The last time there was any creationist legislative activity in Oklahoma was back in 2019, when we wrote Oklahoma Creationism Bill for 2019. There was almost no creationist nonsense in any of the U.S. state legislatures in 2020, and we weren’t expecting any for this year, but we were wrong.
Our friends at the National Center for Science Education (NCSE) just posted this news item: New antiscience legislation in Oklahoma. It was written by Glenn Branch, their Deputy Director. Here are some excerpts, with bold font added by us for emphasis, and occasional Curmudgeonly interjections that look [like this]:
Isn’t that wonderful? Now we have creationist lunacy to write about. Glenn says:
Styled “the Academic Freedom Act” and “the Oklahoma Science Education Act,” respectively, the similar bills would ostensibly provide Oklahoma’s teachers with the right to help students “understand, analyze, critique[,] and review in an objective manner the scientific strengths and scientific weaknesses of existing scientific theories covered in the course being taught,” while prohibiting state and local administrators from exercising supervisory responsibility.
BWAHAHAHAHAHA! Classic, drooling creationist idiocy! There’s even a Wikipedia article on it: Strengths and weaknesses of evolution. They say:
“Strengths and weaknesses of evolution” is a controversial phrase that has been proposed for (and in Texas introduced into) public school science curricula. Those proposing the phrase, such as the chairman of the Texas State Board of Education (SBOE), Don McLeroy, purport that there are weaknesses in the theory of evolution and in the evidence that life has evolved that should be taught for a balanced treatment of the subject of evolution. The scientific community rejects that any substantive weaknesses exist in the scientific theory, or in the data that it explains, and views the examples that have been given in support of the phrasing as being without merit and long refuted.
This has led scientists and journalists to conclude that the phrase is a creationist tactic to introduce religion into science courses. The phrase was introduced by the SBOE in the late 1980s. Since then it has been promoted in California and Missouri. In late 2008, it became a highly publicized issue as the Texas SBOE held public hearings on whether this language should be removed from the curriculum. According to the National Center for Science Education, the phrase, like ‘Teach the controversy’ and ‘Critical Analysis of Evolution’, is an attempt in a series of legal and political tactics adopted by intelligent design advocates to encourage educators to teach fallacious information — that a controversy exists among scientists over whether evolution has occurred.courses.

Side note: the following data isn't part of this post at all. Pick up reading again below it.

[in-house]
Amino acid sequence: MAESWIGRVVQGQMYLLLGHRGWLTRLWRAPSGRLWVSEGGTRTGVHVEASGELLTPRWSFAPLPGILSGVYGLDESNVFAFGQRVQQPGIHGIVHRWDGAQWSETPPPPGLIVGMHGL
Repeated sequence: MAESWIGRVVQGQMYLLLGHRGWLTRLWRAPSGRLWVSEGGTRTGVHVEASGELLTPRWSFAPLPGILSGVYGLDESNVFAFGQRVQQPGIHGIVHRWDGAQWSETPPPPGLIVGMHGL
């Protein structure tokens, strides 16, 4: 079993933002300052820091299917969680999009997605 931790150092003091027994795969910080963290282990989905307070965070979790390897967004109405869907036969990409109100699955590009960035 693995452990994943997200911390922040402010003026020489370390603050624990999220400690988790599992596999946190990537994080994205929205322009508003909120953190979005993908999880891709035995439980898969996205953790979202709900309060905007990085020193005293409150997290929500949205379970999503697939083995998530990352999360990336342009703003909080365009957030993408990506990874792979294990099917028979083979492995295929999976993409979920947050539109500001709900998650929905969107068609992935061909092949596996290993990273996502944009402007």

That sums it up rather well. NCSE tells us:
No particular theories are identified as controversial [It’s a mystery!], but a string of similar bills in the Oklahoma legislature — most recently Senate Bill 393 in 2017, which passed the Senate before failing to receive a vote on the floor of the House of Representatives — were clearly aimed specifically at evolution.
We wrote about that one, and when it died we posted Oklahoma’s 2017 Creationism Bill Is ‘Blocked’. Glenn describes one of Oklahoma’s new bills:
Senate Bill 613’s sole sponsor, David Bullard (R-District 6), introduced the similar Senate Bill 14 in 2019; it was rejected by the Senate Committee on Education.
Here’s the legislature’s bio page on that guy: Senator David Bullard. He’s a teacher, but we’re not told where. They say he has a degree Social Studies Education from Oklahoma State University; and then he got a Masters in Educational Administration from Lamar University in Texas. He’s obviously one of the intellectual giants in the Oklahoma legislature.
The other new bill, Senate Bill 662, was sponsored by Nathan Dahm. The legislature’s bio page for him says he’s a software developer who was home schooled. He has also been a missionary in Romania.
Oklahoma’s legislative session begins on 01 February and is scheduled to adjourn on 28 May. That’s plenty of time for drooling legislators to spew their lunacy far and wide. Are enough of them toad-brained creationists who are willing to plunge their state into Dark Ages ignorance? We’ll soon find out. Stay tuned to this blog!
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